Lady Emma in Her Land of Wonder Offers Real World Message to Children

As the mother of three daughters, I know all too well the value of encouraging and supporting independence—even when I only want to hold the girls’ hands and keep them safe forever.  When I was asked to read and review Lady Emma in Her Land of Wonder, by children’s literature professor Dr. Martha M. Harrison, I was excited to share the children’s book.  What did the girls and I think of Lady Emma in Her Land of Wonder?

I received a complimentary copy of this book from the publisher for use in our review.  All opinions are my own.

A Quick Summary of Lady Emma in Her Land of Wonder.  The first book in Dr. Martha M. Harrison’s six book series introduces readers to Lady Emma.  Lady Emma in her Land of Wonder follows Lady Emma through “wonders, blunders, and she sometimes falls all asunder” as she journeys through an exquisitely illustrated fantasyland populated by dragons, trolls, and the usual everyday annoyances and obstacles of the enchanted forest. Lady Emma is a series of fantastic adventures that don’t always turn out fantastically, but she has two secret weapons: the gentle guidance of her father who protects her from a distance and her indomitable spirit of self-reliance. Ultimately, she must find herself to find her dream.

Harrison relates real world ups and downs in a fairy tale world
.  Lady Emma illustrates that even princesses have bad days and ups and downs.  Even a princess must sometimes rely on her internal strengths  and skills to solve her day to day problems. 

Girls don’t always need a White Knight.  Girls need to know that they are strong enough, smart enough, and capable of problem-solving and self-rescue.  I think this lesson is especially important to young girls developing self-esteem and self-reliance—and maybe even for older girls and women as well.  Relying solely on a strong male counterpart to save the day may not always be the solution—or even a readily available option.  Harrison creates a loving support network for Lady Emma—a network that provides Lady Emma with the confidence and abilities to accept help when needed, but stand on her own when necessary.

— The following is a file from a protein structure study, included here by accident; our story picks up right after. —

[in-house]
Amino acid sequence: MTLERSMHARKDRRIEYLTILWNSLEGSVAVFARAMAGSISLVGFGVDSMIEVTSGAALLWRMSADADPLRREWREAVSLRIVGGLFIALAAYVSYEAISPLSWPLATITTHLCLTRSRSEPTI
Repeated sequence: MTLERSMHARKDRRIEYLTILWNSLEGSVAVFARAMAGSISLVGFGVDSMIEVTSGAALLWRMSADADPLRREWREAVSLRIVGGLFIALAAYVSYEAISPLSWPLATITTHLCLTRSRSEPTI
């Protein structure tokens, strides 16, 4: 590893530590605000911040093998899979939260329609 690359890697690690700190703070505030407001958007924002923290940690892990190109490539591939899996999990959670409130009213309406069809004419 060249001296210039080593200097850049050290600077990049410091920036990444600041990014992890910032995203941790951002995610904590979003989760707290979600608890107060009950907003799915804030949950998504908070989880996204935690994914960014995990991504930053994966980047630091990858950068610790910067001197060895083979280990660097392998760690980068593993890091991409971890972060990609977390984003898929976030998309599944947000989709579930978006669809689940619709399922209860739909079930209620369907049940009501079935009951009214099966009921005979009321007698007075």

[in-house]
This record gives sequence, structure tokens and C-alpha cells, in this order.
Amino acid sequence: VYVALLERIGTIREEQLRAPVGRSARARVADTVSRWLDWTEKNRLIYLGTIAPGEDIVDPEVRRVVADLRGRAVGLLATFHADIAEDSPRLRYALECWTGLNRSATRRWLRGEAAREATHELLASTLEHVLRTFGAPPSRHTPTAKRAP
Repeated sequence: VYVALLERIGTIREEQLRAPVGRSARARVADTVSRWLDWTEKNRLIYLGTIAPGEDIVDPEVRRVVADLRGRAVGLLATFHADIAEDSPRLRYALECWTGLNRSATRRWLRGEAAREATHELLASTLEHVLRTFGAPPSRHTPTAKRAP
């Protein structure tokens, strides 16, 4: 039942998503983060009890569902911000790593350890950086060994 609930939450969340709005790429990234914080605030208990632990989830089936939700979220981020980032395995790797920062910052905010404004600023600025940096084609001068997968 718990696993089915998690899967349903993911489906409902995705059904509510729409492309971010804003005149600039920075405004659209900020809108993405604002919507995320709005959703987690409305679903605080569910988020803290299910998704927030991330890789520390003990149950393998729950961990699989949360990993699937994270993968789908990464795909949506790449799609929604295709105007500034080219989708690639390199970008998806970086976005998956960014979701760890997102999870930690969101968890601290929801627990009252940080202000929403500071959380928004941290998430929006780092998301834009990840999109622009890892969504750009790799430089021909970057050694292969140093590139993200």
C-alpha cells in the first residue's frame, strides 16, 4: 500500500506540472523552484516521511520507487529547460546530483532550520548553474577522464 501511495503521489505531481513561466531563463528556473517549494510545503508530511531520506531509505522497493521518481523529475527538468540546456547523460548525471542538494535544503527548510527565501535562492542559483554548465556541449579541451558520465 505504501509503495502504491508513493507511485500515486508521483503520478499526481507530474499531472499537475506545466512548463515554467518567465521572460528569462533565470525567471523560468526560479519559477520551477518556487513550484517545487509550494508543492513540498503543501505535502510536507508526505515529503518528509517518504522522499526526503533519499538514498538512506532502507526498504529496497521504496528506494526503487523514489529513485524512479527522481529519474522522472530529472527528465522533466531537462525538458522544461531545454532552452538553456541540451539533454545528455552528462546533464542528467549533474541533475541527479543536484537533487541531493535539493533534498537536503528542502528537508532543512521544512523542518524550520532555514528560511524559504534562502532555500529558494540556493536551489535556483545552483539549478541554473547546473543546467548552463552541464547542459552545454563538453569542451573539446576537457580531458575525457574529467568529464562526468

Would I recommend Lady Emma in Her Land of Wonder?  I loved this book for my girls—and it gave me a few good reminders for myself too!  (It’s funny how a children’s book can resonate with adults as well!)  I think anyone raising either sons or daughters to feel both safe and secure—but, also feel confident enough to battle their own “dragons”, so to speak, will love the messages in the book.  I look forward to other books in this series.

Buy Lady Emma in Her Land of Wonder on Amazon.

About the Author:
Dr. Martha M. Harrison’s previous books have all had an academic focus on language play, reading, children’s books and the integration of the arts across the curriculum. She has trained over 2000 teachers in teaching reading and writing to children and young adults in grades K-12 and served as a designer of reading and writing curriculum and assessments for the State Departments of Education in Tennessee, Mississippi, Florida and California. For the past two decades, her passion for literacy has guided her teaching of children’s and young adult literature and her successful authoring and implementation of reading and writing curriculum in education.

She is a member of the Association of Children’s Literature (AChL) and the International Reading Association (IRA). Her scholarly articles have been published in Florida English Journal, a scholarly journal of the National Council of Teachers of English (NCTE); The New Advocate, a scholarly journal For Those Involved with Young People and Their Literature; and the National Education Association Library Series (NEA). She has conducted numerous workshops on comparing the works of Maurice Sendak and Theodor S. Geisel, “Dr. Seuss”. She is currently teaching a course on Arts Integration Across the Curriculum at Notre Dame de Namur University in Belmont, California near San Francisco.

Among her many scholarly publications is an early 1990 article entitled Teaching Thinking Skills to Gifted Children Using Children’s Literature and The Arts.  Dr. Harrison is recognized as one of the leaders in children’s literacy and has written curriculum for school districts in Florida, Tennessee, Mississippi and California. Her expertise and experience gave her the tools to create a character that will resonate with both parents and children.

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